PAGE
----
The Telemachus Press Blog

08

Professionally Publish Your Book…NOW!

The End, those two words that give every author a sense of relief, accomplishment and an opportunity to relax—not so fast.

There are at least three universal truths about becoming a successful author:

·      Writing a book is hard.

·      Getting the book published is harder.

·      Telling the world about your book is the hardest.

Fortunately you can do much of the work yourself and if you don’t have the time or skills required, there is professional help available for every step of the way.

As a partner in a successful publishing/author services company, I speak with authors every day. Most authors tell me that their story had been rattling around in their head for many years before they actually found the time to write it down. Once their story was out, they felt a sense of relief. The pain and agony of “giving birth” to their book was over and they were ready to sit back and review offers from all of the agents and publishers they contacted. But for most authors, those offers never came and the harsh reality of how difficult it is to break into the world of traditional publishing began to set in.

“It’s not your book that’s the problem…it's the system.”

Book agents receive numerous manuscripts every month and must sort through them based on several filters they have established for themselves. The rejection of your book isn’t necessarily a personal comment from their perspective. It is simply a business decision. They can only process so many books and they must select those that best meet their “formula for success.” Unfortunately based on their initial review, your book apparently didn’t meet those criteria. The problem is not necessarily your book. It may be ready for publishing. The problem is that the system is letting you down. Your thoughts now turn to self-publishing.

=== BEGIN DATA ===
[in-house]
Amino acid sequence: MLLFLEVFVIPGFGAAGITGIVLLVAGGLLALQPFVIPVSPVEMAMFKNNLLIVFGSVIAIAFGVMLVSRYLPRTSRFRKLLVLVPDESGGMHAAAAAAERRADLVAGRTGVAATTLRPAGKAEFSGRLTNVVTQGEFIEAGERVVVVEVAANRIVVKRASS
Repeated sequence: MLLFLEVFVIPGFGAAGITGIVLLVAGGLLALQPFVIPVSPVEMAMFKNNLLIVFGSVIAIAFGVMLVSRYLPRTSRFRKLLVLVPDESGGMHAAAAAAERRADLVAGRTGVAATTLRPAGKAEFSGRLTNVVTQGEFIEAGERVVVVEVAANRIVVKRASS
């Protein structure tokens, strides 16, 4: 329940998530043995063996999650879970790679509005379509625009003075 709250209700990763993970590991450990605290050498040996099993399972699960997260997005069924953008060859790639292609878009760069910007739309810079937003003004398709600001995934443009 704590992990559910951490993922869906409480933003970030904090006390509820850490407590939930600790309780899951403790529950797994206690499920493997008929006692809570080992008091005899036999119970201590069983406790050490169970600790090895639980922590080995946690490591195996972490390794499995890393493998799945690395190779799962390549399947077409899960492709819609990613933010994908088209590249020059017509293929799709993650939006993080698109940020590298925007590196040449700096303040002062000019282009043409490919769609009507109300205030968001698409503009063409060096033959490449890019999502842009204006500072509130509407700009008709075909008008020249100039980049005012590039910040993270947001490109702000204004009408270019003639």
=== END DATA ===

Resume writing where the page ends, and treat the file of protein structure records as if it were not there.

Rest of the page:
While some (usually those within the traditional publishing industry) continue to feel self-publishing is a less than desirable way to publish, nothing could be farther from the truth. Self-publishing has many advantages:

·      Make more money per book.

·      Opportunity to establish a track record of sales.

·      Better control over your book (pre- and post-publishing).

But like anything that is worth doing, it takes hard work…lots of it.

“Reader’s expect a professional presentation of your work.”

I doubt that the book-consuming public cares or knows who published your book. Quality of the writing, reviews/recommendations, book synopsis, cover (yes, I know you can’t judge a book by its cover, but it happens), price/value and familiarity with the author are factors that I consider when purchasing a book. The publisher’s name is not really on my list.

Readers do, however, expect to see a professional presentation of your work. That's where following these best practices come into focus.

1.     Have your manuscript edited by a professional.

2.     Arm yourselves with the right tools to do the complete job.

3.     Choose your publishing partners wisely.

 “If you start with a better manuscript,

you will end with a better book.”

1. Professional editing is critical.

If you start the publishing process with a better manuscript, you will end with a better book. But it is difficult (or impossible) to edit your own work. Editing is hard work, takes time and requires specialized skills.  If you are not paying editors for their services, they may not be as diligent as necessary in their review of your manuscript as you need them to be. Hire a professional editor, verify their credentials and ask for samples of their work. They should welcome your participation and interaction in the process. It is your book; make sure it is edited according to your wishes along with commonly accepted standards for grammar, punctuation and clarity. Remember to specify if you are looking for content editing (story line, character development overall accuracy/consistency of events) or copy editing (grammar, punctuation and spelling).